By: Bryan Watts
Field notes are like an artist study. Although they may lead to a published manuscript or report, they provide a more complete view of the subject than is possible within the report itself. Field notes provide a reference point in time with details that the observer has yet to digest and understand. Much later, while looking back over the notes, it is these details that stand out and contribute to deeper understanding. Rather than the summary, the seemingly insignificant details often provide the signposts that lead to discoveries.
When I was a young researcher, I thought that the natural history of a species was a dominant factor driving a breeding, winter or migration season such that the seasons were replicates moving through time. Now, many years later I know that the natural history that we observe is constantly adjusting to an ever shifting context. Individual seasons are one-offs that reflect what is happening in that year. It is the collection of observations of how species respond to year-to-year variation that provides a much richer and more complete understanding of natural history.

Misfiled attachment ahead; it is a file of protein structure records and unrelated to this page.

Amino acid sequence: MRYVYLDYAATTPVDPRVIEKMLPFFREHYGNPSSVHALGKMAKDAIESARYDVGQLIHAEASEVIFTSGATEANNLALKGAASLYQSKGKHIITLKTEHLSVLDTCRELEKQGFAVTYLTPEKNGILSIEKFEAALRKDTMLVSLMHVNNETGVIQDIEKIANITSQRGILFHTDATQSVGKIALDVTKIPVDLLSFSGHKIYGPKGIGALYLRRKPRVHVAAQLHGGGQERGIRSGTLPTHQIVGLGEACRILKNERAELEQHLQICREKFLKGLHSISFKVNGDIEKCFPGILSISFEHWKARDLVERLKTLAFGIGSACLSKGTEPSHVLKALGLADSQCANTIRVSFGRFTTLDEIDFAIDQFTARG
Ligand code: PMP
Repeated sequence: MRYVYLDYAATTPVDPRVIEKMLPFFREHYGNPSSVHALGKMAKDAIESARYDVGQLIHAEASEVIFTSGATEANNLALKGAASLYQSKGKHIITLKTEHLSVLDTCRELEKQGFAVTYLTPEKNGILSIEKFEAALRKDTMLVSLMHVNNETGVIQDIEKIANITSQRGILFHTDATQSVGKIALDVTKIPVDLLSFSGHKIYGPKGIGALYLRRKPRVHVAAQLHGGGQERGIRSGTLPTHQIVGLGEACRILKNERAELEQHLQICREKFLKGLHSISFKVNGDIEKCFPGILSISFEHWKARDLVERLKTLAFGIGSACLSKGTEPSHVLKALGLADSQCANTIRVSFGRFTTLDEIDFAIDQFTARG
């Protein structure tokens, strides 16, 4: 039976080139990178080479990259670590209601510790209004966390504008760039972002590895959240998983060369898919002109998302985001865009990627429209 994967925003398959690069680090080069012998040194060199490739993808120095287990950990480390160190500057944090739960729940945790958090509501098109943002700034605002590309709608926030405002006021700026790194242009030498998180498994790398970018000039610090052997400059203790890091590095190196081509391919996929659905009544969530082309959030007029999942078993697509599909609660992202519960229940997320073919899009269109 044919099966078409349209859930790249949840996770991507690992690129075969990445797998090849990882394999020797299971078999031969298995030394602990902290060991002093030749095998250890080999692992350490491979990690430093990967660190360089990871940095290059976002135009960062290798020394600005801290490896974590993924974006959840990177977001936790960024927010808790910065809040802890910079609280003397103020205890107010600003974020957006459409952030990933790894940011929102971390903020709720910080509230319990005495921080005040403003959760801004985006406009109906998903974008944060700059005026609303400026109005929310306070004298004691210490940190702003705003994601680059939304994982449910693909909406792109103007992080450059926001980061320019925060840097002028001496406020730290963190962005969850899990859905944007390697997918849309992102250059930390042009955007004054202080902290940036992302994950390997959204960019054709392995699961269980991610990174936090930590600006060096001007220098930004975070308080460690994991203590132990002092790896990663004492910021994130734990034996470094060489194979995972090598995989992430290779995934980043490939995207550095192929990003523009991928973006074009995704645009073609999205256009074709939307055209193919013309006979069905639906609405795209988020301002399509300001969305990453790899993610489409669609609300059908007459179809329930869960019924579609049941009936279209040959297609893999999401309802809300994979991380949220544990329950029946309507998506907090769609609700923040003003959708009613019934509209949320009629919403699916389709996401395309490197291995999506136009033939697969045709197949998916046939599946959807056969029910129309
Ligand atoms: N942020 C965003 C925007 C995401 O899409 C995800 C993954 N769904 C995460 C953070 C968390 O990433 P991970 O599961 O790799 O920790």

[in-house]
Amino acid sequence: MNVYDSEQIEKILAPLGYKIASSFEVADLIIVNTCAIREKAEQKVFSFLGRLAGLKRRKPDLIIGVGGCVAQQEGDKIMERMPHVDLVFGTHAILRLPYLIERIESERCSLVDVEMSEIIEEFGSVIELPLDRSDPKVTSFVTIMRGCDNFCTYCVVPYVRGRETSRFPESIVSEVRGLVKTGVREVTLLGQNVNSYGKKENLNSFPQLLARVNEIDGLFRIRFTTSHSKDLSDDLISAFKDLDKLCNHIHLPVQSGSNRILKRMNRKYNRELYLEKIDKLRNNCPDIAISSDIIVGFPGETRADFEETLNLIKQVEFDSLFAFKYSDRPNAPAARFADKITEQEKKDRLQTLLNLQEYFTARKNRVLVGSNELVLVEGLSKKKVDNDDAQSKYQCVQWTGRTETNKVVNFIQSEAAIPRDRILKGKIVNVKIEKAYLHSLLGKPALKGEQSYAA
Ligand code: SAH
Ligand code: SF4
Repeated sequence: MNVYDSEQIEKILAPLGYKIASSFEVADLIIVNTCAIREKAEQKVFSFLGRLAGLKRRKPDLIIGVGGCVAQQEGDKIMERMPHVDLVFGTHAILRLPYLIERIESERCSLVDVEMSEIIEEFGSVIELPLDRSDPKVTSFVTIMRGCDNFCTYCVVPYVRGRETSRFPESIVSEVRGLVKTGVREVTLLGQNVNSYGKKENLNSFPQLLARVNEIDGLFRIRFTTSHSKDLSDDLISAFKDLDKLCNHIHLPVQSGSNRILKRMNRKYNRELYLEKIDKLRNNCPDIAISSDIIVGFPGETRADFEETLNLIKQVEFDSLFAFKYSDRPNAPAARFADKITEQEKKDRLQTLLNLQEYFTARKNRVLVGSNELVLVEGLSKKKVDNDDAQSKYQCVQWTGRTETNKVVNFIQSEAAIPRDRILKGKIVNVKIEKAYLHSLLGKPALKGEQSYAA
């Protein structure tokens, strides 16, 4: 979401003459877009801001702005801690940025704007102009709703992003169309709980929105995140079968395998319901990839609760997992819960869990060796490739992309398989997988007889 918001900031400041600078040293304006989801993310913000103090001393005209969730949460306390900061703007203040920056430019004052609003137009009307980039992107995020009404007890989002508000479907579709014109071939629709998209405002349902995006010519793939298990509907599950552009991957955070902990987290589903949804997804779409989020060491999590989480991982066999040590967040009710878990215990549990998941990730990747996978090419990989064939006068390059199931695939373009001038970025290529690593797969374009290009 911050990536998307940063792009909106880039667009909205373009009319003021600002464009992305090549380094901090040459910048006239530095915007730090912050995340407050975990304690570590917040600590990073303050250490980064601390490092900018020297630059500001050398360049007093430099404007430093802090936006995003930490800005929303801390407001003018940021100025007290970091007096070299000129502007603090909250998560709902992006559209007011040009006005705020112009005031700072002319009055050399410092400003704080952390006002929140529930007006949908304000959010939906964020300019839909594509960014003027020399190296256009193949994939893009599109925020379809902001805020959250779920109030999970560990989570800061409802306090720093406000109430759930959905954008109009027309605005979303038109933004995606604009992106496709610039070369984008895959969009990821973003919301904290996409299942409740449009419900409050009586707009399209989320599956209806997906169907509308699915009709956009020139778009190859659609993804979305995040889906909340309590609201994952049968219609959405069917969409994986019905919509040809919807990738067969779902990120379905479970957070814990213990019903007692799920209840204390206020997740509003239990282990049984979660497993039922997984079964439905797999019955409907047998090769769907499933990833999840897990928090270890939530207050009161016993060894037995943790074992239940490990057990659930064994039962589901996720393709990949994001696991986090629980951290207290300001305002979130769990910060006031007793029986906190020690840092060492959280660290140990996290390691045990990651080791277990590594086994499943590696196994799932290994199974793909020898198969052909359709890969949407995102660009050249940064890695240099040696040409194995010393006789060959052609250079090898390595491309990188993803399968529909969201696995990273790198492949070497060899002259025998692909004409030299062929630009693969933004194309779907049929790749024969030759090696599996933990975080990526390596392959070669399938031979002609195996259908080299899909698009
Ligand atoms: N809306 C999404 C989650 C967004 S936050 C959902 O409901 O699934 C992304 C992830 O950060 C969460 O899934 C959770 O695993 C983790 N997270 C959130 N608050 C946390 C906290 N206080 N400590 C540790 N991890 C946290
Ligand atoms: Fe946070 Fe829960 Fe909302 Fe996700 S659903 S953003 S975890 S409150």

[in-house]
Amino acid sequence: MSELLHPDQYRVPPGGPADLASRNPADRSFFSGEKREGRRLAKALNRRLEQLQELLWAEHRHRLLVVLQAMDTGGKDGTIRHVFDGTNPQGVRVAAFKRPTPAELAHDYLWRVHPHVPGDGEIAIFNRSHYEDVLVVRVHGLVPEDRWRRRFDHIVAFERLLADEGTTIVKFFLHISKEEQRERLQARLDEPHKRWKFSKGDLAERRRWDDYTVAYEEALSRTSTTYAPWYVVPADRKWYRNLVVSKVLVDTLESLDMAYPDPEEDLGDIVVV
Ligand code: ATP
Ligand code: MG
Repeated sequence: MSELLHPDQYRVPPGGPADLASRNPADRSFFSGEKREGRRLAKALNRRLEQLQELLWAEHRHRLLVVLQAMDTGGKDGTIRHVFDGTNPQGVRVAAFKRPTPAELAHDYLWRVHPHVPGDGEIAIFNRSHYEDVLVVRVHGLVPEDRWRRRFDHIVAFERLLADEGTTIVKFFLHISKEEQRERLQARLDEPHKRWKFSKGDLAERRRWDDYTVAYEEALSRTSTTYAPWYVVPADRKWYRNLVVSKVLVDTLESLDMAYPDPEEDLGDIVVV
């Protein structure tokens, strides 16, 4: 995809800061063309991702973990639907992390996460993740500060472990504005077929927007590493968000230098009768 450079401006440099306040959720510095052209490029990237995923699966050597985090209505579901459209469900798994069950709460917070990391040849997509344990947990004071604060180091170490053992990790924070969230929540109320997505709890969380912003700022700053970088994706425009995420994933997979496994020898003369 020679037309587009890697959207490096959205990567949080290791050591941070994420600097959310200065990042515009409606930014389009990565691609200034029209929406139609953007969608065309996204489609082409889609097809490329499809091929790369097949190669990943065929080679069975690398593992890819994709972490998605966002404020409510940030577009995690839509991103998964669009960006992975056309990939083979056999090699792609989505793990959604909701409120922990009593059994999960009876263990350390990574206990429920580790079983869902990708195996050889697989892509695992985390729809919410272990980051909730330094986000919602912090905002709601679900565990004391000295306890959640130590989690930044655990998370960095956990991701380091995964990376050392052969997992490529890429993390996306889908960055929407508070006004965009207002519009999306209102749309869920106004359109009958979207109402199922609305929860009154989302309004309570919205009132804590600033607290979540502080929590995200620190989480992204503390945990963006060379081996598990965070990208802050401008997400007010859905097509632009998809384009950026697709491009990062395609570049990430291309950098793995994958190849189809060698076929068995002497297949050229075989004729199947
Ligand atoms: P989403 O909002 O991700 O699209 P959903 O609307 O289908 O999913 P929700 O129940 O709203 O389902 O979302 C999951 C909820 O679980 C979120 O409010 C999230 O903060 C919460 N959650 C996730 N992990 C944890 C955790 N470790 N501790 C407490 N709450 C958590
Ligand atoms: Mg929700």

Field notes are unique to their time and cannot be replaced. The ecology documented in that place and time is a refection of the obstacles that the birds were confronting in that moment. Often times in order to unravel the underlying causes of population change we need to understand how birds responded to those conditions. The population may or may not confront those conditions again. Field notes offer observations of a specific time and place and clues to how species respond.
The Center for Conservation Biology has a growing collection of historic field notes that offer a view into the past during consequential periods. Some of these notes contain observations on single species that span decades. Some represent individual surveys of specific populations. All of these have value in piecing together the rich tapestry that has brought species to this place and time.
The Center’s objectives with the collection are to learn more about species of conservation concern and to make the information accessible to other researchers and to the public for use in their own work. We continue to build a digital archive of field notes that may be searchable and accessed online.
The Center continues to accept sets of field notes. If you have field notes from an ancestor or from yourself and you would like to see those notes contribute to our broader understanding of bird populations, please contact us: email@example.com, 757-221-1645